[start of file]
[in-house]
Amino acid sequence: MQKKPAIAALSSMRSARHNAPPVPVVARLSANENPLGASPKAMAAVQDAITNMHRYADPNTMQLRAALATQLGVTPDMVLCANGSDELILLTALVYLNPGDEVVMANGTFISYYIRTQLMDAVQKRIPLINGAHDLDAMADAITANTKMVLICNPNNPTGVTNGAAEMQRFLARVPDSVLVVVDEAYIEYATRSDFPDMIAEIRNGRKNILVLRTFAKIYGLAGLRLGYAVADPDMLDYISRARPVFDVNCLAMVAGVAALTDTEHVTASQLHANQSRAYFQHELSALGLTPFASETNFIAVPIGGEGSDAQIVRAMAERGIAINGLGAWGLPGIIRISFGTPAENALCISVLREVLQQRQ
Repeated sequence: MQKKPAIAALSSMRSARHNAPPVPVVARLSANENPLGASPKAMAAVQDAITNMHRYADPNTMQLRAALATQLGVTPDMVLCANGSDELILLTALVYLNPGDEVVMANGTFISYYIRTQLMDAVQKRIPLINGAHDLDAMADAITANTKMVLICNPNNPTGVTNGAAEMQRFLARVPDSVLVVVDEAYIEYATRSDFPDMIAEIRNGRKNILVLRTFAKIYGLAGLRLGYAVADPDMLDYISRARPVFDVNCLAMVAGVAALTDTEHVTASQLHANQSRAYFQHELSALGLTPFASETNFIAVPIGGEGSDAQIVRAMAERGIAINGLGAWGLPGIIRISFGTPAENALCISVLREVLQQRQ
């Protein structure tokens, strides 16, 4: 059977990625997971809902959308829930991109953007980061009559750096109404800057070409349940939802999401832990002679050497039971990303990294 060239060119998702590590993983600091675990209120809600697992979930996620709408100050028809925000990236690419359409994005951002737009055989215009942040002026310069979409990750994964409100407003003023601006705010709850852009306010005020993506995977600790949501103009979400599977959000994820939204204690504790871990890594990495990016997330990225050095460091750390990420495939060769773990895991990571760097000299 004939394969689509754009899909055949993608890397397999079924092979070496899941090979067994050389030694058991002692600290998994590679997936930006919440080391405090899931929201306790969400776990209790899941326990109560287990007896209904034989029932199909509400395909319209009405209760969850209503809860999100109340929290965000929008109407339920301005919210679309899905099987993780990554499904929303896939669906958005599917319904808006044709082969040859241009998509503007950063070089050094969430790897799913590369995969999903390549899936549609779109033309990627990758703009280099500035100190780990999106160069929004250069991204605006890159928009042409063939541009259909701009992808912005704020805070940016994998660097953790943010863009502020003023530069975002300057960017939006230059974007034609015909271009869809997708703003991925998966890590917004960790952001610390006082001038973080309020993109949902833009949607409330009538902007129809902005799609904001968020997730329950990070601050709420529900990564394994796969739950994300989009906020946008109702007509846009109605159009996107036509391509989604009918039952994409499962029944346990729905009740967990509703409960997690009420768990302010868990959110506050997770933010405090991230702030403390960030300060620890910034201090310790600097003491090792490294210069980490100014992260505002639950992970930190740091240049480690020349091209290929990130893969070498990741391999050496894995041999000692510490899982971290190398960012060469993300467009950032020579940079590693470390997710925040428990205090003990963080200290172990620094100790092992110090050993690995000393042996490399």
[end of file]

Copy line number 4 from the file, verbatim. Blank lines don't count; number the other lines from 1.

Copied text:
């Protein structure tokens, strides 16, 4: 059977990625997971809902959308829930991109953007980061009559750096109404800057070409349940939802999401832990002679050497039971990303990294 060239060119998702590590993983600091675990209120809600697992979930996620709408100050028809925000990236690419359409994005951002737009055989215009942040002026310069979409990750994964409100407003003023601006705010709850852009306010005020993506995977600790949501103009979400599977959000994820939204204690504790871990890594990495990016997330990225050095460091750390990420495939060769773990895991990571760097000299 004939394969689509754009899909055949993608890397397999079924092979070496899941090979067994050389030694058991002692600290998994590679997936930006919440080391405090899931929201306790969400776990209790899941326990109560287990007896209904034989029932199909509400395909319209009405209760969850209503809860999100109340929290965000929008109407339920301005919210679309899905099987993780990554499904929303896939669906958005599917319904808006044709082969040859241009998509503007950063070089050094969430790897799913590369995969999903390549899936549609779109033309990627990758703009280099500035100190780990999106160069929004250069991204605006890159928009042409063939541009259909701009992808912005704020805070940016994998660097953790943010863009502020003023530069975002300057960017939006230059974007034609015909271009869809997708703003991925998966890590917004960790952001610390006082001038973080309020993109949902833009949607409330009538902007129809902005799609904001968020997730329950990070601050709420529900990564394994796969739950994300989009906020946008109702007509846009109605159009996107036509391509989604009918039952994409499962029944346990729905009740967990509703409960997690009420768990302010868990959110506050997770933010405090991230702030403390960030300060620890910034201090310790600097003491090792490294210069980490100014992260505002639950992970930190740091240049480690020349091209290929990130893969070498990741391999050496894995041999000692510490899982971290190398960012060469993300467009950032020579940079590693470390997710925040428990205090003990963080200290172990620094100790092992110090050993690995000393042996490399």